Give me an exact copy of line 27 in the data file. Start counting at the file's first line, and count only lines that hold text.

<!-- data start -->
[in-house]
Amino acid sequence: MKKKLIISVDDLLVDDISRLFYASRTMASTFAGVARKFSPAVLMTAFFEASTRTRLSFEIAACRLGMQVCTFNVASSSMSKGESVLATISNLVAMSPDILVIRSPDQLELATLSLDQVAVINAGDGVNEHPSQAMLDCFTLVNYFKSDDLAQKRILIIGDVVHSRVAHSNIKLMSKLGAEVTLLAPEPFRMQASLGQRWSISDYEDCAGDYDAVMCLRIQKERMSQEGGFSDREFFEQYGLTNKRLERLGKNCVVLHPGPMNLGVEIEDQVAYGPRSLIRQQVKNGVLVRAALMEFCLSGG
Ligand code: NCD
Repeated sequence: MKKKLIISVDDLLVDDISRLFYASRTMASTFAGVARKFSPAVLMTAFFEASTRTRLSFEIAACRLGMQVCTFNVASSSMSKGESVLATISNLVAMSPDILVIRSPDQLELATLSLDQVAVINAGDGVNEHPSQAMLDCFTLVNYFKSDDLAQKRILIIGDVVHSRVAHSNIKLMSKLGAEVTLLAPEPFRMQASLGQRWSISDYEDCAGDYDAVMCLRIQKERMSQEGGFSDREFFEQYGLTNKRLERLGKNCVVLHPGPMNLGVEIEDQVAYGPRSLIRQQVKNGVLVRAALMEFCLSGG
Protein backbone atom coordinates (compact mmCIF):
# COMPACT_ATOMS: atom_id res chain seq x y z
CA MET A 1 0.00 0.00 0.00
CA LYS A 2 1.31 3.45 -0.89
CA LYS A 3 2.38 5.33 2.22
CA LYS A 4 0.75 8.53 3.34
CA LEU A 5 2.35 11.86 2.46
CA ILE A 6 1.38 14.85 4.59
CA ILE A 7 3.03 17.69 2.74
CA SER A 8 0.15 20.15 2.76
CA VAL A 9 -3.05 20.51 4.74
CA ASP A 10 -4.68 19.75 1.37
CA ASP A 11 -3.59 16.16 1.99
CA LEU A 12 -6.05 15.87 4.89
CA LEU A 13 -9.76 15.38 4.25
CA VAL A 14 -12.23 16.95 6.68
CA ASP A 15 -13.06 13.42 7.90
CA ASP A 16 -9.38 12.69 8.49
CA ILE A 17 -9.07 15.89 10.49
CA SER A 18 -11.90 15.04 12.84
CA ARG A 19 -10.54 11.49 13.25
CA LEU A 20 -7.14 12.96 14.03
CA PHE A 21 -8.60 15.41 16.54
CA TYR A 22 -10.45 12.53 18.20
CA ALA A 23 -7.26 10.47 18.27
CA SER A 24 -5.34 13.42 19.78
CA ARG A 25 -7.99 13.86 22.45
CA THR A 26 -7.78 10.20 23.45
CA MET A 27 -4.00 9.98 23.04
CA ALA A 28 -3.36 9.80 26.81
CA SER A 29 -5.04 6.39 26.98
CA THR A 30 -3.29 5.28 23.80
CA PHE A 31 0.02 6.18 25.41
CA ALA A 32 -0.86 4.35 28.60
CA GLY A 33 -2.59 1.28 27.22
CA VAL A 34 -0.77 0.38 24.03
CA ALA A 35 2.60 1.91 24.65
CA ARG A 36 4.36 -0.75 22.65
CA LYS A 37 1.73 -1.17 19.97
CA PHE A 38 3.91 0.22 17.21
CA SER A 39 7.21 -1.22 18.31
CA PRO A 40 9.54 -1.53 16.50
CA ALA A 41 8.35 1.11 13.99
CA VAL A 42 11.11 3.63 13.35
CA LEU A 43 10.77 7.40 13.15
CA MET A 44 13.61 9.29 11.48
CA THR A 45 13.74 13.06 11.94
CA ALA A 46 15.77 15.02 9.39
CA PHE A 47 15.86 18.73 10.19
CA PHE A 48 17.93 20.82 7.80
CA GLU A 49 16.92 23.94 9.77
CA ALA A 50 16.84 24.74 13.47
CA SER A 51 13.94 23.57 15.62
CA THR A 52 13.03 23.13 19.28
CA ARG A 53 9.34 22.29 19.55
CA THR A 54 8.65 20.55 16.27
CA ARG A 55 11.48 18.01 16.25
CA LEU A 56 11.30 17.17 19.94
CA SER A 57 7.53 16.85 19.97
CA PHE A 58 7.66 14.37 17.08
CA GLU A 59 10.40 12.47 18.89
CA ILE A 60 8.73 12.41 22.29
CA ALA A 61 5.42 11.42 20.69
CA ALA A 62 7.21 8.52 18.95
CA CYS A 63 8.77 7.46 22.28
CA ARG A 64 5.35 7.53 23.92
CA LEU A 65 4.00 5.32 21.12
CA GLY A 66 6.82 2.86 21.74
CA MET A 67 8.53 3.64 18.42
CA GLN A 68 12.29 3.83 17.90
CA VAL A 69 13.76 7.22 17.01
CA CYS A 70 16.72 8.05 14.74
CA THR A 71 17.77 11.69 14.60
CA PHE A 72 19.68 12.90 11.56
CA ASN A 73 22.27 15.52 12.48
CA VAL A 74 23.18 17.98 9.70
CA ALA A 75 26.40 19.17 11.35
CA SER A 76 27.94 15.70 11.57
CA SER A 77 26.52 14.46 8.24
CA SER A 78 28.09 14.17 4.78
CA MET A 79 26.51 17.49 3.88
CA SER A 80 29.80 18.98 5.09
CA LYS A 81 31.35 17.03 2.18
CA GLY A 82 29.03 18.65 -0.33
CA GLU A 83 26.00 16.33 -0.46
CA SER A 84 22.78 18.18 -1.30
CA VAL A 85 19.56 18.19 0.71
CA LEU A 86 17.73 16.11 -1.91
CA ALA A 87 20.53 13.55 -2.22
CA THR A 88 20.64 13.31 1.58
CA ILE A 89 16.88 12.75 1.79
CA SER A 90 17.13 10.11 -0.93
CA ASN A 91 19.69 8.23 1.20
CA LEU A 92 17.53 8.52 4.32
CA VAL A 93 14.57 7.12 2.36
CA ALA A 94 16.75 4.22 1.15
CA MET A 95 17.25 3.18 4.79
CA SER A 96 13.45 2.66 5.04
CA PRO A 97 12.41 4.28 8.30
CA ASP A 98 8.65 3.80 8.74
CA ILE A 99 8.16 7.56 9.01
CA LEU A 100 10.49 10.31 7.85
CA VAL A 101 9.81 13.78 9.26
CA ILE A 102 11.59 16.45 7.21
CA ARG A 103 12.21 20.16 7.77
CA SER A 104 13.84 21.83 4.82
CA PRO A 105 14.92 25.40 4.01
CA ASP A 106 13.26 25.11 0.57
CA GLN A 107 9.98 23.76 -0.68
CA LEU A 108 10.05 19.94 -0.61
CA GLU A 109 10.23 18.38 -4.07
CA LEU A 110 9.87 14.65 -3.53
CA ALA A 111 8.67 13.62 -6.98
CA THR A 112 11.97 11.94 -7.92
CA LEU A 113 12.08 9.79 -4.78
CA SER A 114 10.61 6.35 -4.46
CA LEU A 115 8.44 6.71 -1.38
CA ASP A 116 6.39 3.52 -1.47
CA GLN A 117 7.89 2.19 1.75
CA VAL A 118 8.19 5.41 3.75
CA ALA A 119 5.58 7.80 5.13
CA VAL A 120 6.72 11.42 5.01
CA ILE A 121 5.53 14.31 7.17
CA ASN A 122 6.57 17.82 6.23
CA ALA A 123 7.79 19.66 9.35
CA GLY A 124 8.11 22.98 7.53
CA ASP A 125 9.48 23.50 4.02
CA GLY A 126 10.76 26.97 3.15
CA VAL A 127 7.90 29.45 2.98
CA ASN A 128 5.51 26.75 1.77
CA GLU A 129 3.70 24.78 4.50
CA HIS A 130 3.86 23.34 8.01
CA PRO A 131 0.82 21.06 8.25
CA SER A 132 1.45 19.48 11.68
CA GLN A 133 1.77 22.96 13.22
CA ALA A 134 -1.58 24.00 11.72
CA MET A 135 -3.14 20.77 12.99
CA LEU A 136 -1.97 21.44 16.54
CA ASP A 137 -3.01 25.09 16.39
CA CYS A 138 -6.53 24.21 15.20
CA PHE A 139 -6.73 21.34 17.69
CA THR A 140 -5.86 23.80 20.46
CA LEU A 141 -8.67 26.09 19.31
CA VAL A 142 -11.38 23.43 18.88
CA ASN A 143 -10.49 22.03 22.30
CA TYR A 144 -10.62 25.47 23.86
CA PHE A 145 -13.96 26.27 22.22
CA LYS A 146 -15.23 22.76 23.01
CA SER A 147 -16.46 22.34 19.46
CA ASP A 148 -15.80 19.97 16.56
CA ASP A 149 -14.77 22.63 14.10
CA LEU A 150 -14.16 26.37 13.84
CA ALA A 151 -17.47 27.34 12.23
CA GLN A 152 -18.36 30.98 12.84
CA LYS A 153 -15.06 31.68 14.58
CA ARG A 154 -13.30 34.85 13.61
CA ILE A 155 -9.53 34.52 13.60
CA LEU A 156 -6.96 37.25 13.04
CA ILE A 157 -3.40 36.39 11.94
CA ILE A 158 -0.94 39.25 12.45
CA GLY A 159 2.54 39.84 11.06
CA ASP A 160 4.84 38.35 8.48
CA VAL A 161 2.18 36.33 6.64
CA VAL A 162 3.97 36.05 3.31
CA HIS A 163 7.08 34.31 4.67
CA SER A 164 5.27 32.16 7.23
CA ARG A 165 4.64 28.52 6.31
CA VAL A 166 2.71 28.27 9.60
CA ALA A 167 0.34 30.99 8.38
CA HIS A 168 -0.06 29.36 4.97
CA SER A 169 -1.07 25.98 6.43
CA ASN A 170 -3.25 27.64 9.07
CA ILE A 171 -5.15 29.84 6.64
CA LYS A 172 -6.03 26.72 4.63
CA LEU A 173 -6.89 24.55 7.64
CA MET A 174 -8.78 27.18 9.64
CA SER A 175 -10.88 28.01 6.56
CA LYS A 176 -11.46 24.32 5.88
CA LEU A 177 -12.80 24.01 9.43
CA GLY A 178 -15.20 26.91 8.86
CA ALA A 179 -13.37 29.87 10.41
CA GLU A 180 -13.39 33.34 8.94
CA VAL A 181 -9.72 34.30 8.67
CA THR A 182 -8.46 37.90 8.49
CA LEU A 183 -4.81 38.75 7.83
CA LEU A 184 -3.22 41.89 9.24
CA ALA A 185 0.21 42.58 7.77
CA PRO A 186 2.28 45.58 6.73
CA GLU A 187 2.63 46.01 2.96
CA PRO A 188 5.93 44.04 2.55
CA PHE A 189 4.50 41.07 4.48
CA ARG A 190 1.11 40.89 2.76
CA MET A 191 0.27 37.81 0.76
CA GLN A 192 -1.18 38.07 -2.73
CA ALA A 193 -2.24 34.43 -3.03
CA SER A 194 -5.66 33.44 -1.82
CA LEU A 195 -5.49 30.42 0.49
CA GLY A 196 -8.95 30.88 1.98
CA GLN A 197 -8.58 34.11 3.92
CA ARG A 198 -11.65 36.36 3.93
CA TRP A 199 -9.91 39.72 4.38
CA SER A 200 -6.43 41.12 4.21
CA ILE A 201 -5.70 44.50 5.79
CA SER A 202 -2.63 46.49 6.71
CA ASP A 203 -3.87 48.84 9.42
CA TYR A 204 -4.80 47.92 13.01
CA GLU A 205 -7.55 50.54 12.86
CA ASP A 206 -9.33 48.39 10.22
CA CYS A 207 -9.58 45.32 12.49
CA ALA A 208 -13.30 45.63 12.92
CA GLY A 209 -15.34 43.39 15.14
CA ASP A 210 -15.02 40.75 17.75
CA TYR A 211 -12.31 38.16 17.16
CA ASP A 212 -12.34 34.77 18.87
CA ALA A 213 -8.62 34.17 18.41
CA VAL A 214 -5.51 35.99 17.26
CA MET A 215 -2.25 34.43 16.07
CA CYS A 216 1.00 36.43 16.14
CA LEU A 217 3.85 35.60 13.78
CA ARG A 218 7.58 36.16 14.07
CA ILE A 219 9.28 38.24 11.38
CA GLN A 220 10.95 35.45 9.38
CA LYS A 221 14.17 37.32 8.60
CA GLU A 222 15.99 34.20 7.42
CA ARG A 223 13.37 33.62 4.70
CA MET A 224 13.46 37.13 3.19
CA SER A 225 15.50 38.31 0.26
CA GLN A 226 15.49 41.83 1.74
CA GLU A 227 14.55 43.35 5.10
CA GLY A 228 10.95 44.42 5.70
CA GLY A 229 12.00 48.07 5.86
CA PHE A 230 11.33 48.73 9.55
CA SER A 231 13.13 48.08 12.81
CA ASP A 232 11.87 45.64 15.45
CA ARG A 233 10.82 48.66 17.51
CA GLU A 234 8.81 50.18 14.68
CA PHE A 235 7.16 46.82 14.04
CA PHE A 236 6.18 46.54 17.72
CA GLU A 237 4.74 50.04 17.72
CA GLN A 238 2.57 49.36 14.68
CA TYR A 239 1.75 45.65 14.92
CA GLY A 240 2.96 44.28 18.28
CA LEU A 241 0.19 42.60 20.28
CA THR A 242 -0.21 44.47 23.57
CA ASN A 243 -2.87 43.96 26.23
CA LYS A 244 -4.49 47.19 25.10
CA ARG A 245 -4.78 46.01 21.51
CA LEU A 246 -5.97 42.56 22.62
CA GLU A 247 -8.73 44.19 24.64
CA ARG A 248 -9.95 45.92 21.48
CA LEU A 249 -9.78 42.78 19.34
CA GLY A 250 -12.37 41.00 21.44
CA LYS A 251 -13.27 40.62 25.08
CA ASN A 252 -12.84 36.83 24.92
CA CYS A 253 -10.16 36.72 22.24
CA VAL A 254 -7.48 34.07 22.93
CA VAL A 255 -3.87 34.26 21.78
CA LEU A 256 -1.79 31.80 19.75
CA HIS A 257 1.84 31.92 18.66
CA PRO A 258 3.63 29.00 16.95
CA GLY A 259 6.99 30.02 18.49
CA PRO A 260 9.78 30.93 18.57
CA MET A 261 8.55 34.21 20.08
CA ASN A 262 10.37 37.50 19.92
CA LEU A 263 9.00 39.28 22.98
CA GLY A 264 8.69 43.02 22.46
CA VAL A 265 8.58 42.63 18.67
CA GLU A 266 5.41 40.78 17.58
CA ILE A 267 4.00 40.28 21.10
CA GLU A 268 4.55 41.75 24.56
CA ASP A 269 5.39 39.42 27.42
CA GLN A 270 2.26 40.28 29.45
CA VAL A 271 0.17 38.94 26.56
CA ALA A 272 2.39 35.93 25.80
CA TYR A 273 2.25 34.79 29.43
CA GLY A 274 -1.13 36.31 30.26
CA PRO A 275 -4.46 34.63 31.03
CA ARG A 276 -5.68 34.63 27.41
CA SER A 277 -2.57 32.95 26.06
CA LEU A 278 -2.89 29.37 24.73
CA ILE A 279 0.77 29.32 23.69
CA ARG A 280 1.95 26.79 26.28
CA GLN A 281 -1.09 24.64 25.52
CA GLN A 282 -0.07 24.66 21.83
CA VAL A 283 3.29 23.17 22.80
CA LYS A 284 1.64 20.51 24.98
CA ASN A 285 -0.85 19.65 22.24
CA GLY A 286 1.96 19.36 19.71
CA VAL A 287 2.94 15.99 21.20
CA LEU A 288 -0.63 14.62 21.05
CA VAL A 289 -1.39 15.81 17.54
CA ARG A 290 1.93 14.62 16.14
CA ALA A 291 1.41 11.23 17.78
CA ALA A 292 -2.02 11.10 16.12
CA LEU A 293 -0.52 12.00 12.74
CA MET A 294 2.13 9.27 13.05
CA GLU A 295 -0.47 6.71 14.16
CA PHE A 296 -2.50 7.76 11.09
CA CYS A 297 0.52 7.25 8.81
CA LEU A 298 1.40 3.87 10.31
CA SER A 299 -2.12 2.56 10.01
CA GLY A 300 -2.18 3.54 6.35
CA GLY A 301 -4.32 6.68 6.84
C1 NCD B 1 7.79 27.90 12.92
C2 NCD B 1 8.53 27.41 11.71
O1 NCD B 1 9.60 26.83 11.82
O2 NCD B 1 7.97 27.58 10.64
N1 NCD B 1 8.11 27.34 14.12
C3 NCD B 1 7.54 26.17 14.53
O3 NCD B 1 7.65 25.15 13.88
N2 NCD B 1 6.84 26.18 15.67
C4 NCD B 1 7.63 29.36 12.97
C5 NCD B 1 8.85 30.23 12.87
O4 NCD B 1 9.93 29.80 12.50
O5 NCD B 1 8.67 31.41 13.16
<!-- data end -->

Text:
CA PHE A 21 -8.60 15.41 16.54